The group stated support for mandatory standards for mask usage, workplace practices and public gatherings. They said the recent orders by the Michigan Department of Health and Human Services and Michigan Occupational Health and Safety Administration should be deployed across the state with “discipline.”
Michigan Department of Health and Human Services (MDHHS) Director Robert Gordon today issued an Emergency Order under MCL 333.2253 that updates and further expands requirements for residential care facilities, while also permitting indoor visitation in residential care facilities in certain circumstances.
The state had previously allowed outdoor visits and visits for terminally ill patients.
Under the order, visitation rules are linked to the risk level of the county. A list of county risk levels is available on the MI Safe Start Map.
Indoor visitation is now allowed in areas where the current risk level is A, B, C, or D, so long as the facilities have had no new cases, including those involving residents or staff, originating within the prior 14 days. Indoor visitation is not allowed when the county is at risk level E, which means there is an elevated incidence growth rate with average daily cases/million greater than 150 or a positivity rate greater than 20%.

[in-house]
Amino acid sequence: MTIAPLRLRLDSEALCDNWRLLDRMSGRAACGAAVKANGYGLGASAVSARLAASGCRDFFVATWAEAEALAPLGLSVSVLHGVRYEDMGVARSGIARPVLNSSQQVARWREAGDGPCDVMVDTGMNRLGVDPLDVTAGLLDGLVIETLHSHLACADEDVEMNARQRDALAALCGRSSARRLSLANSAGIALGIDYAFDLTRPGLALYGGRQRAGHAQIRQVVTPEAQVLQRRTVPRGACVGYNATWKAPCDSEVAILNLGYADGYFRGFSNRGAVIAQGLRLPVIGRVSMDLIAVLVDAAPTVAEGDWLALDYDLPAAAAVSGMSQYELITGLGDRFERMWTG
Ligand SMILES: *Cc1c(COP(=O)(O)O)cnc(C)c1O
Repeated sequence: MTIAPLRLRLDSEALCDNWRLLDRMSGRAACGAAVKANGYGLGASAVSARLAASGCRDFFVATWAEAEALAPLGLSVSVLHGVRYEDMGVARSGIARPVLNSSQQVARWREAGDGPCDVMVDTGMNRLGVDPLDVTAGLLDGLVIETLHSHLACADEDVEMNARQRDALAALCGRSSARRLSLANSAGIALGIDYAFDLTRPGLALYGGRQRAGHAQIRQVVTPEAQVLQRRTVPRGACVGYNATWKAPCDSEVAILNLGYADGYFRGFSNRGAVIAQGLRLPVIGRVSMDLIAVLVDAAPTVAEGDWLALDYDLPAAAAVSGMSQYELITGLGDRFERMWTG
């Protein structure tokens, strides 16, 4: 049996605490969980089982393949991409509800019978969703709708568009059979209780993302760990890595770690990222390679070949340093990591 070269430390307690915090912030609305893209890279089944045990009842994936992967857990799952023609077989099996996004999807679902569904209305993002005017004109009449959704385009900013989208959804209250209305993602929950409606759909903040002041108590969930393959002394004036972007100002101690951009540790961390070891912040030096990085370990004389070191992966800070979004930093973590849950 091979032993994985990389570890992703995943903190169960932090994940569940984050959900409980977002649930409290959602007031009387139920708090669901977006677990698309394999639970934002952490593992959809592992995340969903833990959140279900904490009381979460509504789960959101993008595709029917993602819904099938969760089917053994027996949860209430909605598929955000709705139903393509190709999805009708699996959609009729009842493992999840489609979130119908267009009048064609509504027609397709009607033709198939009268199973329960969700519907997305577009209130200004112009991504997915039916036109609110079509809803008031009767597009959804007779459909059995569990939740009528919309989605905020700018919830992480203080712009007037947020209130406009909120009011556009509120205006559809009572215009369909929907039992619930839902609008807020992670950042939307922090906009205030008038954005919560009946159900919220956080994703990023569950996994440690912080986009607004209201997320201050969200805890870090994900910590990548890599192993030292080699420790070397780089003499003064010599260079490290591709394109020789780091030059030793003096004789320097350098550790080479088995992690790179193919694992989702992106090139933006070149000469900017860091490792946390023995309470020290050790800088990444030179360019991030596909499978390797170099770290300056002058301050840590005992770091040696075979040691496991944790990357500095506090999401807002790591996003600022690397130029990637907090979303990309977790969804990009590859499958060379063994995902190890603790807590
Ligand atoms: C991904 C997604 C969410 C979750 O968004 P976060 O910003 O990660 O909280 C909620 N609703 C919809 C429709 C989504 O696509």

Michigan COVID-19 daily reported cases since Oct. 15:
- Oct. 15 -- 2,030 new cases
- Oct. 16 -- 2,015 new cases
- Oct. 17 -- 1,791 new cases
- Oct. 18 -- 1,454 new cases
- Oct. 19 -- 1,455 new cases
- Oct. 20 -- 1,586 new cases
- Oct. 21 -- 1,597 new cases
- Oct. 22 -- 1,873 new cases
- Oct. 23 -- 1,826 new cases
- Oct. 24 -- 3,338 new cases (new single day record)
- Oct. 25 -- 1,940 new cases
- Oct. 26 -- 1,941 new cases
- Oct. 27 -- 2,367 new cases
- Oct. 28 -- 3,271 new cases
- Oct. 29 -- 3,675 new cases (new single-day record)
- Oct. 30 -- 3,168 new cases
- Oct. 31 -- 3,792 new cases
- Nov. 1 -- 3,354 new cases
- Nov. 2 -- 3,355 new cases
- Nov. 3 -- 3,106 new cases
- Nov. 4 -- 4,101 new cases (new single-day record)
- Nov. 5 -- 5,710 new cases (new single-day record)
- Nov. 6 -- 3,763 new cases
- Nov. 7 -- 6,225 new cases (new single-day record)
- Nov. 8 -- 4,505 new cases
- Nov. 9 -- 4,505 new cases
- Nov. 10 -- 6,473 new cases (new single-day record)
- Nov. 11 -- 6,008 new cases
Michigan COVID-19 daily reported deaths since Oct. 15:
- Oct. 15 -- 32 new deaths (21 from vital records)
- Oct. 16 -- 14 new deaths
- Oct. 17 -- 23 new deaths (15 from vital records)
- Oct. 18 -- 11 new deaths
- Oct. 19 -- 10 new deaths
- Oct. 20 -- 22 new deaths (1 from vital records)
- Oct. 21 -- 33 new deaths
- Oct. 22 -- 43 new deaths (31 from vital records)
- Oct. 23 -- 18 new deaths
- Oct. 24 -- 35 new deaths
- Oct. 25 -- 14 new deaths
- Oct. 26 -- 15 new deaths
- Oct. 27 -- 28 new deaths (8 from vital records)
- Oct. 28 -- 18 new deaths
- Oct. 29 -- 41 new deaths (22 from vital records)
- Oct. 30 -- 11 new deaths
- Oct. 31 -- 31 new deaths (20 from vital records)
- Nov. 1 -- 8 new deaths
- Nov. 2 -- 9 new deaths
- Nov. 3 -- 43 new deaths (17 from vital records)
- Nov. 4 -- 19 new deaths
- Nov. 5 -- 51 new deaths (26 from vital records)
- Nov. 6 -- 43 new deaths
- Nov. 7 -- 65 new deaths
- Nov. 8 -- 31 new deaths
- Nov. 9 -- 31 new deaths
- Nov. 10 -- 84 new deaths (25 from vital records)
- Nov. 11 -- 42 new deaths
- View more: Michigan COVID-19 data 📊📈
- Question about coronavirus? Ask Dr. McGeorge here.
- More: Return to School updates